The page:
There was a time not so long ago when a conference session on ROI probably could have been staged in a boardroom and meeting planners generally thought of it as a complicated accounting formula.
How times have changed.
The recent recession-generated furor over meetings and conventions was a wake-up call for the industry that pushed return on investment to center stage. The firestorm of criticism—though perpetuated by many who were not familiar with the industry—clearly illustrated the need to do a better job of proving a meeting’s value to stakeholders and the public.
That’s music to the ears of people like Jack Phillips, co-founder of the ROI Institute in Birmingham, Ala., and Terri Breining, head of The Breining Group in San Diego. They’ve been preaching return on meeting investment for years, but frequently were met with stony indifference. Many planners figured that conversation was strictly for the boardroom. Now planners are moving into that boardroom—or at least to the executive table. They’re starting to think strategically, justify meetings and measure ROI as part of a move toward accountability in all facets of company events.
“As we went into the recession, executives started asking the accountability questions, and those who couldn’t answer saw meetings get cancelled,” Phillips says.
That lit a fire under meeting planners who didn’t want to see valuable meetings—and their careers—go down the drain. By aligning meeting content with business objectives and measuring the results, planners have found they can be a better partner to management teams and also retain valuable programs.
“ROI provides a vehicle for the planner to have more influence over which meetings are held and how they’re configured, rather than be an order taker,” Breining says.
Nevertheless, there’s still evidence of resistance when it comes to ROI—both from executives and planners. In a study of Fortune 500 CEOs conducted last summer by the ROI Institute, 96% of executives said they wanted to see the business impact of learning, but only 8% currently get that feedback. Similarly, 74% said they want to see ROI data, but only 4% receive it.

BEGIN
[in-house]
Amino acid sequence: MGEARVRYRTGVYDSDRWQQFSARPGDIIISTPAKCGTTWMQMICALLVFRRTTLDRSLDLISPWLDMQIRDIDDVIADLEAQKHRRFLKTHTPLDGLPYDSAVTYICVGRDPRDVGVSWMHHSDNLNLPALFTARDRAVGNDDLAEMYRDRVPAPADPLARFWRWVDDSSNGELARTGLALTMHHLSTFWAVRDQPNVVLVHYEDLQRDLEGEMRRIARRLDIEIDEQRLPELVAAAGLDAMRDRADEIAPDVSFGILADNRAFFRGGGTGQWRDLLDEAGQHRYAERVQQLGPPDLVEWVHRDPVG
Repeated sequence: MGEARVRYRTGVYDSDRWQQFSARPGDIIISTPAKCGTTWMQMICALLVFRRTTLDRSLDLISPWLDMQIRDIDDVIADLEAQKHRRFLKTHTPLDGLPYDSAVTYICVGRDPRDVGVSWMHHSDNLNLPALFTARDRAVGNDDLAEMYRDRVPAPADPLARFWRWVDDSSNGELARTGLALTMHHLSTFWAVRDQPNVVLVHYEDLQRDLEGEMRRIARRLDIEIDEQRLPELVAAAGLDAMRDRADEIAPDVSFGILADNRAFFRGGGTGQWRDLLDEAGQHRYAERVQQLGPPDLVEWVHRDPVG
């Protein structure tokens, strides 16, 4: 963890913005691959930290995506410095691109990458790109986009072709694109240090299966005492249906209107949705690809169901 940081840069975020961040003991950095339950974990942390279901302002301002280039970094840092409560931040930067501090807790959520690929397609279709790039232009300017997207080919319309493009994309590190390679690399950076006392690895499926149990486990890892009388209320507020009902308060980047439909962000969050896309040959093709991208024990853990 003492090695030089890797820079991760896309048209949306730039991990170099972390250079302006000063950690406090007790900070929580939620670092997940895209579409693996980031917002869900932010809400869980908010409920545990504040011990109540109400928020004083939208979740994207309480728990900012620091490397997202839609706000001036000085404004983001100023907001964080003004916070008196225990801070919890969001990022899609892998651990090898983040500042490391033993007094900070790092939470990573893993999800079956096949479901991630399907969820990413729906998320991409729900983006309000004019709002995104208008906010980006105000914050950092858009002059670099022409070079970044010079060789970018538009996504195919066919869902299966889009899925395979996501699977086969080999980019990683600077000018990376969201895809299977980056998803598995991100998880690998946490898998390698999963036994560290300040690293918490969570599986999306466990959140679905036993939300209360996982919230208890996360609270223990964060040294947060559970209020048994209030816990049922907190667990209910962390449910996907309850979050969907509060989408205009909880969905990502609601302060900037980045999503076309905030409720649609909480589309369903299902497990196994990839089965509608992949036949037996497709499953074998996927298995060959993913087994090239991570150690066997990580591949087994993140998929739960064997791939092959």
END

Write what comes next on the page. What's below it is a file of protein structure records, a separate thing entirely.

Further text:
At last summer’s MPI WEC conference, organizers expected an overflow crowd for the ROI session. Instead, it didn’t even fill up. “The dilemma with ROI is that associations have pushed it, but members don’t much want it,” Phillips says. “We don’t see droves coming into the accountability arena.”
Ira Kerns, managing director of GuideStar Research/MeetingMetrics in New York, says most people think of ROI in financial terms instead of as a “ladder of impacts.” The ladder progresses from new knowledge or skills to new behavior that generates measurable business and financial results.
What it really boils down to is sense versus cents. The “sense” is in creating meaningful meetings with measurable objectives and positive financial impact. The “cents” aligns spending with those objectives.
Those who talk about strategic meetings management programs often mention the need to speak the business language of the boardroom. The same can be said for ROI.
When you set objectives, measure the learning gained, see how that learning is applied and realize the bottom line effect on the business, you demonstrate ROI. That demonstration may get you a previously denied seat at the boardroom table. “Part of the ROI process is learning to talk about meetings that way,” Breining says.
According to Phillips, the meetings most likely to benefit from complete ROI measurement are those with high costs and high attendance. That would appear to leave out the roughly two-thirds of all corporate meetings that are for 50 people or less, according to research firm PhoCusWright.